Residents rejoice as panel rejects Tomerong tip plan
Photo: ADAM WRIGHT
TEARS and cheers erupted on Thursday evening as the southern region Joint Regional Planning Panel unanimously rejected plans for a tip in part of the Tomerong Quarry.
Panel members Pam Allen, Alison McCabe and Allen Grimwood took little time to endorse a report prepared by Shoalhaven City Council’s staff, which found the inert waste tip was unacceptable for a wide range of reasons.
The decision brought instant and loud applause from about 150 community members at the meeting.
Tears were shed among many of the people who had devoted countless hours to examining the proposal, and pulling apart all its claims.
A particular focus of anti-tip group Shoalhaven’s Unwanted Tip (ShUT) was the proposal’s potential environmental impact, and that continued on Thursday evening as a range of groups and individuals were allowed to make brief presentations to the panel.
Orchid expert Alan Stephenson said the environmental impact assessment for the tip proposal was “completely inadequate” because it was prepared during three days in a part of the year when rare orchids would not have been visible.
He said there were “probably” five orchid species on the site, and any interference with the ground water caused by the tip would mean “death to orchids”.
“There’s nothing they hate more than changes to their hydrology,” he explained.
Environmental care was also targeted by Richard Campbell, representing the Campbell family of the Yuin Nation, claiming to be among the traditional owners of the area proposed for the tip.
He said Aboriginal people had a focus on conservation and care for the land, and something as damaging as a tip should never be considered on Aboriginal land.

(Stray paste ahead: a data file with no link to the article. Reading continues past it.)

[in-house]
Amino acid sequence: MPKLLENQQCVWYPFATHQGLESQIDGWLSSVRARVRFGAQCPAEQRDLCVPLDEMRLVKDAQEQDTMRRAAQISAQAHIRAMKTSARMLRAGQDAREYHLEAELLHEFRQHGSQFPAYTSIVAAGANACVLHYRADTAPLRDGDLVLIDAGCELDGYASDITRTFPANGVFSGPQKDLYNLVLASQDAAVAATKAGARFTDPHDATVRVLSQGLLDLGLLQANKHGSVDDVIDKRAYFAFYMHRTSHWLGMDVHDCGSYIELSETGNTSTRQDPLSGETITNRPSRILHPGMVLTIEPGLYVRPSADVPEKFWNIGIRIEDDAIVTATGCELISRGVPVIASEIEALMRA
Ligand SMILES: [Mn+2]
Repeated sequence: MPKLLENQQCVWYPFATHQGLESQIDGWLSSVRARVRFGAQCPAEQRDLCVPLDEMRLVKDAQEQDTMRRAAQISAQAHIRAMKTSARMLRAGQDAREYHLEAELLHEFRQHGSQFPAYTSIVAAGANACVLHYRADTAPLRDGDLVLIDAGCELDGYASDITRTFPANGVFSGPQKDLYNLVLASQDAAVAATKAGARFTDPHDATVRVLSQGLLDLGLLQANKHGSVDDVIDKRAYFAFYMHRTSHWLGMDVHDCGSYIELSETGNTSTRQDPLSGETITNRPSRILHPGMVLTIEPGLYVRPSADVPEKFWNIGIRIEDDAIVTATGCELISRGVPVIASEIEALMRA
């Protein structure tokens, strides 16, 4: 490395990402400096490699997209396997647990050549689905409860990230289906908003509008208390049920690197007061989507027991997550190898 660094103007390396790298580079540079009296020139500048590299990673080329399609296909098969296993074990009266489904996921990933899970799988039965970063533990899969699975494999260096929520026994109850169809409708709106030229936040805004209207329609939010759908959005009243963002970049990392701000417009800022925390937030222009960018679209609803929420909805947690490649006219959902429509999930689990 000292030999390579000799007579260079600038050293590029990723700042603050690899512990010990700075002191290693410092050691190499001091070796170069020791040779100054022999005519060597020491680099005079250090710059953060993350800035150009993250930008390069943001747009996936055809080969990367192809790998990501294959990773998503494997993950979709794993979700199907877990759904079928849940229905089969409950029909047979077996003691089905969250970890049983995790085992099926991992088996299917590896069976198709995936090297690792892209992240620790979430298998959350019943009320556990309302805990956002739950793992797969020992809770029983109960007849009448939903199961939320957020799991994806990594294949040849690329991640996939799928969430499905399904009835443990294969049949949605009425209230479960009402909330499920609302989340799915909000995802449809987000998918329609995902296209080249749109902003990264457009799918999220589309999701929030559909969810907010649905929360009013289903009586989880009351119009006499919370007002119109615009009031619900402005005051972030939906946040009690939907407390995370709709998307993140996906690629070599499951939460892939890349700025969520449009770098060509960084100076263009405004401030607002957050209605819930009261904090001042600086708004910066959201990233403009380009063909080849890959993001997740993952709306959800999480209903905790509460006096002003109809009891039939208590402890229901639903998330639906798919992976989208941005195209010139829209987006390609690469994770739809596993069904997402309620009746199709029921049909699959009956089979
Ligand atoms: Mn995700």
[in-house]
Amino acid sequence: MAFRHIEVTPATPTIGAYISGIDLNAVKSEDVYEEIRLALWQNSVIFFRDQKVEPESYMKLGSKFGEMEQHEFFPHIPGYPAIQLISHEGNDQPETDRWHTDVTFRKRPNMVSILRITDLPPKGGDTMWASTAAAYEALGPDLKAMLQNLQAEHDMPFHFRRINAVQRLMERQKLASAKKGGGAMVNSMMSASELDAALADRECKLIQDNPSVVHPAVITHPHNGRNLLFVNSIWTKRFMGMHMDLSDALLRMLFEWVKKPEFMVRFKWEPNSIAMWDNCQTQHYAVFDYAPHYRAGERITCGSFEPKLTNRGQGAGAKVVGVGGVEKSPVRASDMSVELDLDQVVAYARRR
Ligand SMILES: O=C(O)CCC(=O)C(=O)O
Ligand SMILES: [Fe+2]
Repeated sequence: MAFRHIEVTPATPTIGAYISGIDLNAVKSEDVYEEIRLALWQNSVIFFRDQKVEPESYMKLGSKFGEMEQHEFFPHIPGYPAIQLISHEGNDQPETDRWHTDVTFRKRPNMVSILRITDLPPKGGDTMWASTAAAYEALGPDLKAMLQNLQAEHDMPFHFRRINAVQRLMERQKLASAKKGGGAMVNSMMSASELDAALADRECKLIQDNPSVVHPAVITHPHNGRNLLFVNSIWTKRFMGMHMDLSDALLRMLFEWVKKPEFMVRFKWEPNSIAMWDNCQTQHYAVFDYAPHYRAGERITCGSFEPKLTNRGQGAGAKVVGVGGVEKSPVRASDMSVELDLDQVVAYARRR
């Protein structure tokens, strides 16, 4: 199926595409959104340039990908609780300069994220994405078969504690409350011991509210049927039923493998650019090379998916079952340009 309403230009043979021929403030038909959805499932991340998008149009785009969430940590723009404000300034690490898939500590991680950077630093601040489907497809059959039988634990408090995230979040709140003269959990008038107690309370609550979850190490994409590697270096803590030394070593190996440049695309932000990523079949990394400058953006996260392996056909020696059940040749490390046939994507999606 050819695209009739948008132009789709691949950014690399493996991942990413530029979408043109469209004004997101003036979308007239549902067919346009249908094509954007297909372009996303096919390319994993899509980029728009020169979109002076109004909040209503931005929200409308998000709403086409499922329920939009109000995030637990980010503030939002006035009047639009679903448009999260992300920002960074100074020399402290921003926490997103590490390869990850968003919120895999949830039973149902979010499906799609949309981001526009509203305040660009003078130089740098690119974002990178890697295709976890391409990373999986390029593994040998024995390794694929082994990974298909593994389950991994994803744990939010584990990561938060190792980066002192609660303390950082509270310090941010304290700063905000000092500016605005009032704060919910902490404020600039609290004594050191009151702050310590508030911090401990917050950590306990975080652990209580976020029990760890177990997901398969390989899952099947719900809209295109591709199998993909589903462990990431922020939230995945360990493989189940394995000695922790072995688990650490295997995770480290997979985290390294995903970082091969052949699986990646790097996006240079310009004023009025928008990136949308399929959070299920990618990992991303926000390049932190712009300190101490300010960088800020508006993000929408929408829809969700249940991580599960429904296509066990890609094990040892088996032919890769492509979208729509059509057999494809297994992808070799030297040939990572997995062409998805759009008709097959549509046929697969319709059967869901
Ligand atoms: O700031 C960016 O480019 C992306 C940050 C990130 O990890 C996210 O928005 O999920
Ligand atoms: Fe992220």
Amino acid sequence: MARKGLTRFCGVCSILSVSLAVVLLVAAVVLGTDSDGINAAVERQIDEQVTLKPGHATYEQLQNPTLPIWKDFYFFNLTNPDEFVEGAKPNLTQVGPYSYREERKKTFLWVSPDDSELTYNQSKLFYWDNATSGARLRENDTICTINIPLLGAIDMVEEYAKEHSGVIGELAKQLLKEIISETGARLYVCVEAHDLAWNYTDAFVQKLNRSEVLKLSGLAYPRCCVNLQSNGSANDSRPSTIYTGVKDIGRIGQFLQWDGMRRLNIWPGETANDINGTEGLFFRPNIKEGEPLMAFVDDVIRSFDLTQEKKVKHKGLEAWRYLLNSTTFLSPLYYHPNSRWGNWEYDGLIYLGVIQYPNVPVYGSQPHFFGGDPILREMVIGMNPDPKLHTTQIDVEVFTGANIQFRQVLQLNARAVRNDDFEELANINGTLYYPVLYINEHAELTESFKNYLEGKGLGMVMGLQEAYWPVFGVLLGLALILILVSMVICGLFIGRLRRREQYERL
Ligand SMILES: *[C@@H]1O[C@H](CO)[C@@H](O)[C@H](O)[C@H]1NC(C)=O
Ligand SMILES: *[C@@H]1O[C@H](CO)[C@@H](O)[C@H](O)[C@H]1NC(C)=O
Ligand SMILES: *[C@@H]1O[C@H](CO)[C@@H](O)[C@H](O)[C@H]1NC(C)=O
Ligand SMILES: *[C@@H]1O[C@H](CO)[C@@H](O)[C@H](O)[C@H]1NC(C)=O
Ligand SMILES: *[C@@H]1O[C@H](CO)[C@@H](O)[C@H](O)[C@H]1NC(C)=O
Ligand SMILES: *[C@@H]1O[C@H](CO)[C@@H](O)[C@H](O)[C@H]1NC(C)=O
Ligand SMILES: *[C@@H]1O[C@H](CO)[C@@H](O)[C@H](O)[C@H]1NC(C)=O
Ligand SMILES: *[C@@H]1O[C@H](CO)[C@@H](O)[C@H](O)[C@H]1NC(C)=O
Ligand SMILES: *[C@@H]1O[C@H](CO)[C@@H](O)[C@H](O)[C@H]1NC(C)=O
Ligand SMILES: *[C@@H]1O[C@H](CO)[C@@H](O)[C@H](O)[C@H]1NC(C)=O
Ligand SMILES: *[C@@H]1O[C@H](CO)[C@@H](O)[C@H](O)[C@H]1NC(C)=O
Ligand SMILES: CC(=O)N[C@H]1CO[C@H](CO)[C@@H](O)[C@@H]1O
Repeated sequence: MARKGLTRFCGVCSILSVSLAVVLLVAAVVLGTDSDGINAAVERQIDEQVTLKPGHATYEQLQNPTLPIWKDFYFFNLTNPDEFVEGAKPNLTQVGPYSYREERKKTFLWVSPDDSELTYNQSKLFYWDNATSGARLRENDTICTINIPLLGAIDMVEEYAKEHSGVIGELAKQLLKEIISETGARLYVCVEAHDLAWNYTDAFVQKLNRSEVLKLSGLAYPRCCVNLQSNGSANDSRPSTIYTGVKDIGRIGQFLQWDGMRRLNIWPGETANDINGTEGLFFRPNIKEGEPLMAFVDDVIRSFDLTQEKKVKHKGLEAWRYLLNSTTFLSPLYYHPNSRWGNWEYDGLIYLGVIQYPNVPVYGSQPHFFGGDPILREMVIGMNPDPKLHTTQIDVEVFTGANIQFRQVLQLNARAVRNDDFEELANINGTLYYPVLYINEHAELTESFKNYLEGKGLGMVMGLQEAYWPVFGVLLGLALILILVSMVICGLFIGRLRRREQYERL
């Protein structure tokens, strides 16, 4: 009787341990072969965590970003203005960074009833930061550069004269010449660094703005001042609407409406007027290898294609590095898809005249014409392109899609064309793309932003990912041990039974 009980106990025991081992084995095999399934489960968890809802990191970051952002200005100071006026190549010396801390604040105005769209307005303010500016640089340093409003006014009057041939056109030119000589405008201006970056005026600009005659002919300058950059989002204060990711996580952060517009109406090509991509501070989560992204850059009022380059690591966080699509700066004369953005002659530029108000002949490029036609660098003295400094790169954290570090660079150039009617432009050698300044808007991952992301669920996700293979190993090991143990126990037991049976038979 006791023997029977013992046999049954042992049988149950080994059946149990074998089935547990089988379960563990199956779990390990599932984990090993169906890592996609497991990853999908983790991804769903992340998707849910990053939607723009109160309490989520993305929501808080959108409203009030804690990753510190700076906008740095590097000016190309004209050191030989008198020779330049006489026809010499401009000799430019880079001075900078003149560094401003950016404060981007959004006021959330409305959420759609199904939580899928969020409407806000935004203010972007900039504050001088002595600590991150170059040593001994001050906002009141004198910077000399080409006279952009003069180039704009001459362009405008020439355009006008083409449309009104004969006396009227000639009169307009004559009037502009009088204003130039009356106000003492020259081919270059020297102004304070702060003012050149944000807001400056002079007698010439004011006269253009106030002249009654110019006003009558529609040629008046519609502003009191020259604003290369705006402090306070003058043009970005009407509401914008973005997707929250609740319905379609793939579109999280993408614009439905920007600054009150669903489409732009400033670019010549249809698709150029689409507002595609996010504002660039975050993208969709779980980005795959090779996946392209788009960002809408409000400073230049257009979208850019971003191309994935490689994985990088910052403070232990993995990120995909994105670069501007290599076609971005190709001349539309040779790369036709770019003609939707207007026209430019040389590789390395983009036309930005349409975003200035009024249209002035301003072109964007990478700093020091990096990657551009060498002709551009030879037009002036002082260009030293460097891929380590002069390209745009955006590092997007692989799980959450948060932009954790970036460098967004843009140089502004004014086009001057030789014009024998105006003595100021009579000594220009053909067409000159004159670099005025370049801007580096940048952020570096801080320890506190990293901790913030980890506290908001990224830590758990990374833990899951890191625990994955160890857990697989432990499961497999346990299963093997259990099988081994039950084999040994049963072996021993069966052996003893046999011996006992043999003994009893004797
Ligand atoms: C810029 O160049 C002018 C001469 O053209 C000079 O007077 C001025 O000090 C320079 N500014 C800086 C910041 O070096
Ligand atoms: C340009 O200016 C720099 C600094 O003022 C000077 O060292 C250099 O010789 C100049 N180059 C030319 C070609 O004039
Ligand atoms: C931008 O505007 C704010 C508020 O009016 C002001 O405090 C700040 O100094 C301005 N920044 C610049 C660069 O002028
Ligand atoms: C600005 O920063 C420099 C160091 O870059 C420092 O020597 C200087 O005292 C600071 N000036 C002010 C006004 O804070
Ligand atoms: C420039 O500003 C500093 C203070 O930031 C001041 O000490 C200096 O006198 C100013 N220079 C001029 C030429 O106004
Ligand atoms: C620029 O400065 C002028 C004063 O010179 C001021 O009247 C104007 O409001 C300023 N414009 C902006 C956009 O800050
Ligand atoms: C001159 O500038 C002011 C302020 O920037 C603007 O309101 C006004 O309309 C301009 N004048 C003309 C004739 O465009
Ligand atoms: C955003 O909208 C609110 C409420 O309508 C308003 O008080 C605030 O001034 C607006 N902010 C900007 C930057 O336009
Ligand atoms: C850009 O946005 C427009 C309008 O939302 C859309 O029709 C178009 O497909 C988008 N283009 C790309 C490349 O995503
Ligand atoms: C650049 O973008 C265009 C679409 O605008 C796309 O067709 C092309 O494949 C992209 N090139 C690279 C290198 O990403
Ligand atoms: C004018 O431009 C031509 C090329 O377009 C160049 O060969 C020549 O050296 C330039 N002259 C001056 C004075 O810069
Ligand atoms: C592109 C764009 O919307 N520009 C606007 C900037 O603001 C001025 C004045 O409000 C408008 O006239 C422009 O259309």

While several speakers spoke of the tip’s potential for environmental devastation, particularly due to its proximity to waters leading into Jervis Bay and St Georges Basin, consultant David Canon claimed the tip and associated work would have a positive environmental impact on Tomerong Creek.
Speaking on behalf of the tip’s proponents, Mr Canon spoke of a five-metre fence being built around the work site to reduce noise with under- and overpasses to allow for native animal movement.
Ms McCabe said the wall was “totally unacceptable,” and along with the inadequacy of information provided on key issues, and the extent of measures needed to mitigate potential impacts, was fatal to the application.
“The proposed development did not comply with a number of provisions detailed within several planning instruments and controls,” Ms Allan added.
“Furthermore the application contained insufficient information to determine whether the hazardous and offensive components of the proposal had the potential to pose a significant risk and adversely impact the environmentally sensitive locality.”
All three panel members agreed they needed to take a precautionary approach due to the sensitive area in which the tip was proposed, leaving them with little option but to reject the proposal.
While residents celebrated the decision, they remained wary about the applicant’s rights to appeal the JRPP decision.